4) Cast iron cooking

Clash of the Cooks 2 for Red

Jambalaya, a Louisiana classic, is right at home in cast iron and at the center of parties and family gatherings. 

Red beans, jambalaya, gumbo – for our purposes here, these all fall under the same category as New Orleans pot cooking. That pot is often cast iron, and the recipes are usually ironclad, family-based, time-tested winners.

One-pot dishes are ideal for feeding many people off the stove or outdoors. They can be assembled with basic ingredients and made masterful with the right sausage or seasoning. They can last a long time on the stove and often improve with reheating. Often rice-based, they build a sturdy foundation for whatever Carnival has in store for you next.

In New Orleans we have indigenous dishes that are such a natural part of casual cooking they can sometimes be taken for granted. They shouldn’t.

The next time you dig into a paper bowl of Creole flavor between parades, remember to count your blessings for a regional food culture that fills your belly and has your back.

5) Homemade street food

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Traditional yakamein is ladled from the pot to the cup for a classic taste of New Orleans street food.

The least predictable food of Mardi Gras is very often the most gratifying and memorable. This is freelance food, the true cooking of the streets.

It can look like a bake sale, or a tailgate. Sometimes the offerings align with the cast iron cooking mentioned above. But this particular niche has its own place on the Carnival food roster because of the setting and circumstances.

You find examples in front yards, schoolyards, church rectories and sometimes on the move, from little red wagons or carts making the rounds. Partake, and your impulse snacking might support school projects, local clubs or just household budgets.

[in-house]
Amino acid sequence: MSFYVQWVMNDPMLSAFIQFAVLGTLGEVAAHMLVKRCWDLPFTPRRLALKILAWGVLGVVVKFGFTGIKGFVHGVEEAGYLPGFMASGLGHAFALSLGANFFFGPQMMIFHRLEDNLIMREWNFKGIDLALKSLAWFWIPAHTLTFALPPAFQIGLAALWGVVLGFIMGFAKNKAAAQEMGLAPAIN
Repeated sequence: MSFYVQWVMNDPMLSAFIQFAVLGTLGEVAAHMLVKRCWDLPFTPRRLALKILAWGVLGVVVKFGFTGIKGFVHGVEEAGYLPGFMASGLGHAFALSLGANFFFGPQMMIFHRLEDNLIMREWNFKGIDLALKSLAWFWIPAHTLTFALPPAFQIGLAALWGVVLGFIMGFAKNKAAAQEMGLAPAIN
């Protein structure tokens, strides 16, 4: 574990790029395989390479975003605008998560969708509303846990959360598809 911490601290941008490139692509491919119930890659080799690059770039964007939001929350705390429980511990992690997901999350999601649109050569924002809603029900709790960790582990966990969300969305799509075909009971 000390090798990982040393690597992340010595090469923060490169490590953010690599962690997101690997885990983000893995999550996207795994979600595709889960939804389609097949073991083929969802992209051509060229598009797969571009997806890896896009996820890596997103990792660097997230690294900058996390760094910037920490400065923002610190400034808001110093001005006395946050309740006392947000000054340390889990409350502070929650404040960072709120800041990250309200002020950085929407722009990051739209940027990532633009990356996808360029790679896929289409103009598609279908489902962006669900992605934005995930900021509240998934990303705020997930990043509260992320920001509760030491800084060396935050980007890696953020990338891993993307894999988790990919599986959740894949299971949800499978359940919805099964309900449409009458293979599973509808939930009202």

I’ve eaten from veritable cafeteria lines of slow cookers arrayed on folding tables and I’ve pulled sauce-soaked ribs from portable grills. I’ve found foiled-wrapped breakfast burritos nestled warmly in wheeled ice chests and packs of pralines in plastic baggies.

Sometimes this is all sanctioned and iadvertised. Sometimes it’s not. During Carnival, I just follow my nose.

6) The last king cakes

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ADVOCATE PHOTO BY J.T. BLATTY - The king cake at Bywater Bakery follows a traditional format and adds distinctive touches within.

We are wrapping up an exceptionally long Carnival season, one stretching 59 days from Twelfth Night to Mardi Gras day. That means a lot of opportunities for king cake.

Some people burn out on it. But this is the time to push through.

Every recommendation you’ve heard about your friend’s favorite cake, every ad you’ve seen and social media post you’ve scanned along the way all comes down to crunch time.

If there’s a new king cake you’ve been eyeing, or an old favorite you haven’t yet reconnected with, now is the time to eat...or wait another 10 months for Carnival 2020 to begin.


Follow Ian McNulty on Twitter, @IanMcNultyNOLA.